Local Histories: The Ground We Walk On

María DeGúzman invites anyone in the Raleigh-Durham area, North Carolina, or with friends and colleagues in and around RDU to join her at the opening of

Local Histories: The Ground We Walk On

an exhibition of over 50 artists from across the U.S. exploring Alfredo Jaar’s idea that “place cannot be global,” curated by artist Elin o’Hara Slavick + art historian Carol Magee, Professors in the Art Department at the University of North Carolina, Chapel Hill.

January 28 – April 29, 2011
OPENING RECEPTION: February 11, 5-9 pm
523 East Franklin Street, Chapel Hill, NC 27514 USA (formerly the Chapel Hill Museum)
Hours: Tuesday-Friday 2-7pm; Saturday 12-7pm; closed Sunday + Monday

This inaugural exhibition at Chapel Hill’s new temporary art space at 523 E. Franklin Street addresses issues of histories and institutions of communities, family, place; commemorative responses; heroes; folklore and buried truths; traditions; memory/nostalgia; longing/loss; progress/development; the intersection of the local and global, and social, legal, political events as they pertain to, influence and construct local histories.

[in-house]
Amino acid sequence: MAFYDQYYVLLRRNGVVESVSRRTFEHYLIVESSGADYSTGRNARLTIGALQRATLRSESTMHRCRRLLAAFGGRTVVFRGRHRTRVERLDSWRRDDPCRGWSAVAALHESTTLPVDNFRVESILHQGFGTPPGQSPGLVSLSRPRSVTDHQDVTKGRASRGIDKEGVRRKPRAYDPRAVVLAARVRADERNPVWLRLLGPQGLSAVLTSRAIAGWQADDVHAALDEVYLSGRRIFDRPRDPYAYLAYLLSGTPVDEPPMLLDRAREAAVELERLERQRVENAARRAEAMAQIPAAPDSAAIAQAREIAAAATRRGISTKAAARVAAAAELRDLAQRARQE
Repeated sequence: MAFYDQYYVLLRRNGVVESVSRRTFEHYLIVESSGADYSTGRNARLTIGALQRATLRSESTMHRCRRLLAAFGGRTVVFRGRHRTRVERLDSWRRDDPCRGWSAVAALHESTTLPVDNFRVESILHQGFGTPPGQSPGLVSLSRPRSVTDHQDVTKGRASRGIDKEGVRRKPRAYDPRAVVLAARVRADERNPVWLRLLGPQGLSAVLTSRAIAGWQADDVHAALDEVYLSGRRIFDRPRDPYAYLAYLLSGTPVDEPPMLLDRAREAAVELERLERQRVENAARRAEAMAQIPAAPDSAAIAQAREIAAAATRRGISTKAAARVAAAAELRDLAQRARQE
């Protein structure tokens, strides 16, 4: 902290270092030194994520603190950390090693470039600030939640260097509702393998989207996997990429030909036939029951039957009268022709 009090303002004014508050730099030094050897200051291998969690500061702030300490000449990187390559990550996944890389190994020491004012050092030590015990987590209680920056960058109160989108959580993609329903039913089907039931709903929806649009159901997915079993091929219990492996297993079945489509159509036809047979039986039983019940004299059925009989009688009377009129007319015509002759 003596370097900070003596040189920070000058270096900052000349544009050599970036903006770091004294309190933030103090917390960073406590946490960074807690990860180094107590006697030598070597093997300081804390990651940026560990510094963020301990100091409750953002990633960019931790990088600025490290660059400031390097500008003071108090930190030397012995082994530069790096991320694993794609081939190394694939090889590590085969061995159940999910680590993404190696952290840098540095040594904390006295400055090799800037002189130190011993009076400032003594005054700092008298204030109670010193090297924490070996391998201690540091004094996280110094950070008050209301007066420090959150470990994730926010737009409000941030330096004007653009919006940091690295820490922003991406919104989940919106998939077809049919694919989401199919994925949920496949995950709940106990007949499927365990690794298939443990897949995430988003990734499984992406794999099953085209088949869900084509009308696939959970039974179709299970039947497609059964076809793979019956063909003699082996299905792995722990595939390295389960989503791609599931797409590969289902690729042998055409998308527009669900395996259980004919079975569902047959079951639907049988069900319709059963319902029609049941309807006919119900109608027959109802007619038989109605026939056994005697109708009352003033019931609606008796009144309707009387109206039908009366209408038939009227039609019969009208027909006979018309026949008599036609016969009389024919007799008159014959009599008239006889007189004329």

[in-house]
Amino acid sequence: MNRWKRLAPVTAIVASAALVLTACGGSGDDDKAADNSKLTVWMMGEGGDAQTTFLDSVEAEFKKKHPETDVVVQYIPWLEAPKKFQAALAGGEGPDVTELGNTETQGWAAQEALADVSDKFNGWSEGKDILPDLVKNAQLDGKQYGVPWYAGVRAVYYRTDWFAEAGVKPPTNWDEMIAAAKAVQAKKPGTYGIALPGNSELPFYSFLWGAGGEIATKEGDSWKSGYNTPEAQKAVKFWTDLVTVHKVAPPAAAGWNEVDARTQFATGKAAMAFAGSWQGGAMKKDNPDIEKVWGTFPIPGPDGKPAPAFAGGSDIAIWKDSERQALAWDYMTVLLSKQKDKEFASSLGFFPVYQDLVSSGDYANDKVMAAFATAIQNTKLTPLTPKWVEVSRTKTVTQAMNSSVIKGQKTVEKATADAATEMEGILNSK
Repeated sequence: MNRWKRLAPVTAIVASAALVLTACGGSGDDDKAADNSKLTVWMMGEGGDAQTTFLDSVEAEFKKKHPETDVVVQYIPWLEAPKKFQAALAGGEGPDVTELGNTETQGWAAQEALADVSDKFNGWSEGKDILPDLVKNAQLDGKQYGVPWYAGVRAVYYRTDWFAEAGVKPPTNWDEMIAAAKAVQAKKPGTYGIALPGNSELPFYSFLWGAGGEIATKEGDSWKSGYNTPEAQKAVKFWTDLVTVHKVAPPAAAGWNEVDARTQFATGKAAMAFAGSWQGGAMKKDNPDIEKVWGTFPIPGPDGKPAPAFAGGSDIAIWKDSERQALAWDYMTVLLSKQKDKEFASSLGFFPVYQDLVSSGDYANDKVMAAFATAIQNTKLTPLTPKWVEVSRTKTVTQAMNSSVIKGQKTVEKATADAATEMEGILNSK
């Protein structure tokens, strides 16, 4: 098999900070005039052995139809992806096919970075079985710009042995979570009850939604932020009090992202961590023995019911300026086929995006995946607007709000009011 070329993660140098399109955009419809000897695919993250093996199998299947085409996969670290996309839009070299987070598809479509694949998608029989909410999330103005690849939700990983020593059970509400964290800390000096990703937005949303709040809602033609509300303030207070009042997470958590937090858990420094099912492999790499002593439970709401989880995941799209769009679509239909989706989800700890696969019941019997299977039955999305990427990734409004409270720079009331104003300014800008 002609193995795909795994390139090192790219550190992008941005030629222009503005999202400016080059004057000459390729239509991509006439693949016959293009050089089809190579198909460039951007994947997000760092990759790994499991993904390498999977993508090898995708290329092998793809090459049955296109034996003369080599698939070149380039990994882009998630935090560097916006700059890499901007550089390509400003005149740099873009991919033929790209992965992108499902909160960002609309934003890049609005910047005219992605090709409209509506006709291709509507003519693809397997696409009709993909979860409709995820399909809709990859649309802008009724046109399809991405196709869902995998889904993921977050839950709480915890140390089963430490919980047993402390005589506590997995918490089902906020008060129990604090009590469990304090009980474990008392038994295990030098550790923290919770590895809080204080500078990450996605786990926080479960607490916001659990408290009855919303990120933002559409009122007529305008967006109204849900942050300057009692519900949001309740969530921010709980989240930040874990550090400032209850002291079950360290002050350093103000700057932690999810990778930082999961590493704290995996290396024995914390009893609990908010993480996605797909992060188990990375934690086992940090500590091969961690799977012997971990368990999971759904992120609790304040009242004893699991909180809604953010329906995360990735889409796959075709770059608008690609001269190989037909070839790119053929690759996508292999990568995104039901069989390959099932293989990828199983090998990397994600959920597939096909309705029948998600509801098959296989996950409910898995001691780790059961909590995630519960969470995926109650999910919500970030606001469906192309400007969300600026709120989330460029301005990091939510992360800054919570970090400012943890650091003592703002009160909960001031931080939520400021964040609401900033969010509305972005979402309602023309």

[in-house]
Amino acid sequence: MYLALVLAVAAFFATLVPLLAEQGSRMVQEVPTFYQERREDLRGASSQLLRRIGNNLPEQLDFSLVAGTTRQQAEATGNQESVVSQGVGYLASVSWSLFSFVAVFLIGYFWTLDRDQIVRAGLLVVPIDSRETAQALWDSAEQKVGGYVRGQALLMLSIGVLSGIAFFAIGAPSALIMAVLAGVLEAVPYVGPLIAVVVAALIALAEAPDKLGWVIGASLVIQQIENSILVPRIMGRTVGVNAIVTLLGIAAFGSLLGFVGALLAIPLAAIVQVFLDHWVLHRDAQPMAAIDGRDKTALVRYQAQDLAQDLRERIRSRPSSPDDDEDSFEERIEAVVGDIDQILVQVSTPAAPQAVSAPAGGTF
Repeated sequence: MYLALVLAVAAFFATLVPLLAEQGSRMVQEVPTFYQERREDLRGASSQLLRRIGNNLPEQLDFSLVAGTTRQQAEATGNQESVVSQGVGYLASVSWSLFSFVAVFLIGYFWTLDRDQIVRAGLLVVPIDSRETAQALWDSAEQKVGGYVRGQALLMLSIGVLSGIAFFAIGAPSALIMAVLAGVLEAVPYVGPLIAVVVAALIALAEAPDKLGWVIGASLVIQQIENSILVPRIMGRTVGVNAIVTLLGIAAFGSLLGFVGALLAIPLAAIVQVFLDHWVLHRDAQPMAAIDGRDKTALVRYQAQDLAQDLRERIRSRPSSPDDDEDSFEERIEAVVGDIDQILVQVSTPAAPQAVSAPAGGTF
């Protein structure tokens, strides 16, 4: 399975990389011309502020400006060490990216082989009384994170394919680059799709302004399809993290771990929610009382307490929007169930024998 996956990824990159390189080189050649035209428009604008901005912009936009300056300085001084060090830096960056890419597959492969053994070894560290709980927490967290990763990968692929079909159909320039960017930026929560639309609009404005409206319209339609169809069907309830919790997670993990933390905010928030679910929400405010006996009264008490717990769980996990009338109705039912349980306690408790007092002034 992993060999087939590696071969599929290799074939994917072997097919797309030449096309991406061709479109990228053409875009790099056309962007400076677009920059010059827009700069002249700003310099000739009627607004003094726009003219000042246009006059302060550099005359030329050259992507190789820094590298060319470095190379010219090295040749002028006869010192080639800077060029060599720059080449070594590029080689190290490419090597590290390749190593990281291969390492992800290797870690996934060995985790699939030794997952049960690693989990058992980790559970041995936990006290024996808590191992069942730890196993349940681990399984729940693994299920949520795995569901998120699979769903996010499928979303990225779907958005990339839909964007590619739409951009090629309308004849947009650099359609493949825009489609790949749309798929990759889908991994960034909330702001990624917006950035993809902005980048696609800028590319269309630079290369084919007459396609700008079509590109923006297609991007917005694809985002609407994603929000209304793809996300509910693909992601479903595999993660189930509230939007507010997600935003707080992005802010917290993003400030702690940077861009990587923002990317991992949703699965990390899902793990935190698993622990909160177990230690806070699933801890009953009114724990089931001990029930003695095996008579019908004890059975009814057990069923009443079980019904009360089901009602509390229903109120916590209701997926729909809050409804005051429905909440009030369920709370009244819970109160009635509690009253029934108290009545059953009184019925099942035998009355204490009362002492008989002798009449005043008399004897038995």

The show is a group exhibition featuring visual art, video, installations and performance art by 50+ artists. Exhibition and events are free and open to the public.

About María DeGúzman

María DeGuzmán, conceptual photographer and associate professor of English & Comparative Literature, Director of Latina/o Studies at University of North Carolina, USA, was working with Jill Casid as SPIR, a queer feminist partnership from 1990-2003. They produced various kinds of photo-text works, photo-essays, postcards, manipulated polariods etc. Since 2003 Maria has been working on her Camera Query project, photo-text work that poses questions about reality, identity, identification, subjectivity, and agency in time and space. It approaches photography as conceptual performance (visual practice as applied theory) and views the play between visual and verbal signs as media for philosophical and political exploration and production.